Bandera might be considered Panna Maria’s first “colony,” because it grew when the Silesian Texans expanded outward from their initial settlement. However, Bandera was actually established by Charles De Montel, John James, and John Herndon in 1853, before the founding of Panna Maria. The three business partners built a water-powered lumber mill in the hill country fifty miles northwest of San Antonio, but soon learned that prospective workers were reluctant to move to the edge of European settlement, where they would be under threat of attack by Native Americans. When Silesians began settling in Karnes County, the partners developed a new recruiting scheme. They offered families who agreed to relocate the right to purchase farmland and lots in Bandera. In early 1855, eleven families accepted the offer. Teamsters hired by the mill developers met the Silesians in San Antonio, and carried them and their baggage to Bandera. Many of the men did take jobs at the mill, where, among other commodities, they produced shingles. The Silesians also exercised their options to purchase land from their employers. They cleared much of it for farms, and also built houses, many featuring the thatched roof designs they knew from Poland. It was a fortunate circumstance that several of the Silesians, including members of the Anderwald, Dugosh, and Kalka families (who had lived within a mile of each other near Rozmierz) had been masons or carpenters in Poland. In fact, Polish Silesians helped build many of the limestone buildings that are still standing in Bandera. They also provided the labor to build the St. Stanislaus Catholic Church, which was established in 1855, making it the second-oldest Polish parish in the country.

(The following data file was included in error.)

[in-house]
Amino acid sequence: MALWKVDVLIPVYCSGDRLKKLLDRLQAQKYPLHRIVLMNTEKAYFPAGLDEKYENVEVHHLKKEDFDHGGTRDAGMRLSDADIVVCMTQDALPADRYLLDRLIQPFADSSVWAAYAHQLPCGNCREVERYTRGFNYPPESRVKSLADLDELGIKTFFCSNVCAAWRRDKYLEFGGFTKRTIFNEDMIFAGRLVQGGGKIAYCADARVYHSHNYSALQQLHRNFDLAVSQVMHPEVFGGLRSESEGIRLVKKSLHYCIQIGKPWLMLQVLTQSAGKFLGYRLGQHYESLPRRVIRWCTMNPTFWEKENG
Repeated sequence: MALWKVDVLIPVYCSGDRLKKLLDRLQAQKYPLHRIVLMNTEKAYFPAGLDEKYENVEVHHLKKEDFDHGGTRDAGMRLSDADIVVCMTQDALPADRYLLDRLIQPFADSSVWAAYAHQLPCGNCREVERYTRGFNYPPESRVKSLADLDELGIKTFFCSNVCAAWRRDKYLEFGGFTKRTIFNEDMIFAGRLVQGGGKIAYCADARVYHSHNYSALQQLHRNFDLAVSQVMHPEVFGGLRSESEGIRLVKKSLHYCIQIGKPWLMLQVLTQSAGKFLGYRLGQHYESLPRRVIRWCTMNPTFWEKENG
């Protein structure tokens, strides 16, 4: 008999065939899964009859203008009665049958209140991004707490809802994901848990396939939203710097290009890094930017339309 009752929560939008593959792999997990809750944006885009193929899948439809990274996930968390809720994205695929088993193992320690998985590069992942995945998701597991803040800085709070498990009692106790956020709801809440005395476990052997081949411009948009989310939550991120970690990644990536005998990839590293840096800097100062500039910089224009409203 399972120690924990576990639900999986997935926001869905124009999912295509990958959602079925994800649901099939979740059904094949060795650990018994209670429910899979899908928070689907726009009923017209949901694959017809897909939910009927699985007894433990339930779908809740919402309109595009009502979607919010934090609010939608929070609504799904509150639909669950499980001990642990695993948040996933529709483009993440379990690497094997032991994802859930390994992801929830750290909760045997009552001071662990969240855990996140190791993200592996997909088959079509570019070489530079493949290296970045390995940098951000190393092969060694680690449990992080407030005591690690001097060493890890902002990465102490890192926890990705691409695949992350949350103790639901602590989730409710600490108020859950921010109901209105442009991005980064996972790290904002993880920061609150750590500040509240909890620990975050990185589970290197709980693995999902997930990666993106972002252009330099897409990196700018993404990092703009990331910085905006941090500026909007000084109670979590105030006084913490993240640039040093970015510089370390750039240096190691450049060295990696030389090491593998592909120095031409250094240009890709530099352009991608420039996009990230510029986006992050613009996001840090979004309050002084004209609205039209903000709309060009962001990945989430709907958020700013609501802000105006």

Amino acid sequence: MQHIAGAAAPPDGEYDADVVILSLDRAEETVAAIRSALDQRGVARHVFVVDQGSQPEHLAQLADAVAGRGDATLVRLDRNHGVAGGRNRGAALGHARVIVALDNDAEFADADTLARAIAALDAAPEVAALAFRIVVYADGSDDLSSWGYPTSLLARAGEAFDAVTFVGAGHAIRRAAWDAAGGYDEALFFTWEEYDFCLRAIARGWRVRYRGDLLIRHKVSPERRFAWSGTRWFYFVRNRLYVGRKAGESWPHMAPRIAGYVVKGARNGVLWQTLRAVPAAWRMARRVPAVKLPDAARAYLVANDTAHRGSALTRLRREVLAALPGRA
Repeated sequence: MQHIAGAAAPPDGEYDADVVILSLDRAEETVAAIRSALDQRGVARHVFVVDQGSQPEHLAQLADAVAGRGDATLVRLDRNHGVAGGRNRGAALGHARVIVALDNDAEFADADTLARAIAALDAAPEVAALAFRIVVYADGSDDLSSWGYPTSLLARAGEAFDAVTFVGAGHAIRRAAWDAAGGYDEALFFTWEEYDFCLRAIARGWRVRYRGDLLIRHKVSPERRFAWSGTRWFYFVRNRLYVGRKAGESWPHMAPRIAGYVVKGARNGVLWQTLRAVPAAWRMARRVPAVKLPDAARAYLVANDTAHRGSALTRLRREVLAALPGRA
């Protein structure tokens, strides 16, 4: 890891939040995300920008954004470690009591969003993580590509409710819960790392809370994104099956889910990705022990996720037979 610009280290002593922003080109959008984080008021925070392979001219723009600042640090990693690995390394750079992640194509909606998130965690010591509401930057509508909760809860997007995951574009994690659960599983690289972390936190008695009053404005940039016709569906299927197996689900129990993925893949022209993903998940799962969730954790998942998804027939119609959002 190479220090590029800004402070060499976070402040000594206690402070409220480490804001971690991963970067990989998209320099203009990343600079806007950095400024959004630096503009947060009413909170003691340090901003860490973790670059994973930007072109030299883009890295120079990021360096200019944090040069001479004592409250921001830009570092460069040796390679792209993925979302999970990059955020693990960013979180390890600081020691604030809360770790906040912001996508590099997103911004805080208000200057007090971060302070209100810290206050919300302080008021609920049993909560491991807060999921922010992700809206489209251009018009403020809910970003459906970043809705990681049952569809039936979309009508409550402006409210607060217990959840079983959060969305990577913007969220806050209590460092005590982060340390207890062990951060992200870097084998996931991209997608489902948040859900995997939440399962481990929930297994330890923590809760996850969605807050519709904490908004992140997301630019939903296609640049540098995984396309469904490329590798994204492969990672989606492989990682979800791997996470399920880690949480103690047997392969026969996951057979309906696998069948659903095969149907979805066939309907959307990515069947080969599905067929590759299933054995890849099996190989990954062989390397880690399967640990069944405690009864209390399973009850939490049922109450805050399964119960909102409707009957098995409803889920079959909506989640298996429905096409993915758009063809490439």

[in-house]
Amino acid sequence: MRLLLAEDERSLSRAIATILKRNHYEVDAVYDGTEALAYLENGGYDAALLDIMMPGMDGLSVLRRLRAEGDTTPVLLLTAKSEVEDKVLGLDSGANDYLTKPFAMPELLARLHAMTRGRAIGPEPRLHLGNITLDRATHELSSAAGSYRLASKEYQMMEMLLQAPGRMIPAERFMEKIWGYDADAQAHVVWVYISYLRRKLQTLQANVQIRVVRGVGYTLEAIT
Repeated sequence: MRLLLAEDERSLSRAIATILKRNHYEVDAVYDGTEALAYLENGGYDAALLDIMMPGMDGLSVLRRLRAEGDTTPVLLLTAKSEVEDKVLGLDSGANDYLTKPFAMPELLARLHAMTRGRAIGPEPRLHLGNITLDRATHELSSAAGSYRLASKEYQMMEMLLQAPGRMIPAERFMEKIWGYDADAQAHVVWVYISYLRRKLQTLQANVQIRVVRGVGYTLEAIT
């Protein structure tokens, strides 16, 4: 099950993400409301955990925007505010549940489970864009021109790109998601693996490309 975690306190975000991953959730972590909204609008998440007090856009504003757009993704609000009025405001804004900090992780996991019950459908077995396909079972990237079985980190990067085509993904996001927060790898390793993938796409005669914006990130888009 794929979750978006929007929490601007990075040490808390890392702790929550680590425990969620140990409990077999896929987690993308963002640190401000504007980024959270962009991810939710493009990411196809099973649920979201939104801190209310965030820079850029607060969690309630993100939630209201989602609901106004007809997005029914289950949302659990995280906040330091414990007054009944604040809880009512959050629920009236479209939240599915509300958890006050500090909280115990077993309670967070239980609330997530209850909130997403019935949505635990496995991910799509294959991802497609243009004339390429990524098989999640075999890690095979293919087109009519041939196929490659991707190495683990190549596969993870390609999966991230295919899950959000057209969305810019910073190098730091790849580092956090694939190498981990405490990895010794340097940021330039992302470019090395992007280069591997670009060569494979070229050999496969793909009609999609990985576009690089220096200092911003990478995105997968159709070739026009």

When Bandera County was formed in 1856, the town was designated as the county seat. Just before the Civil War, a troop of US Cavalry were stationed at nearby Camp Verde, which increased commerce and encouraged settlement. Over the next few years, for example, more families moved from Panna Maria, because they came to believe Bandera to be the healthier place to live. The town continued to boom after the war. Bandera later became a staging area for cattle drives that took western beef to eastern tables, and many of the next generation of Silesian Texans became cowboys. The local economy declined after 1900. The cattle drives ended, and a series of floods destroyed the local sawmills and cotton gins. The local ranchers ultimately found that raising sheep and goats was more profitable than cattle on the thin, dry limestone soil. In time, Bandera’s location—an hour’s drive from San Antonio, at the gateway to the rugged but beautiful Texas Hill Country—made it an ideal getaway destination for fans of western heritage and enthusiasts of the great outdoor. By the end of the twentieth century, many of the historic farms and ranches have been transformed into popular dude ranches and bed and breakfast hotels.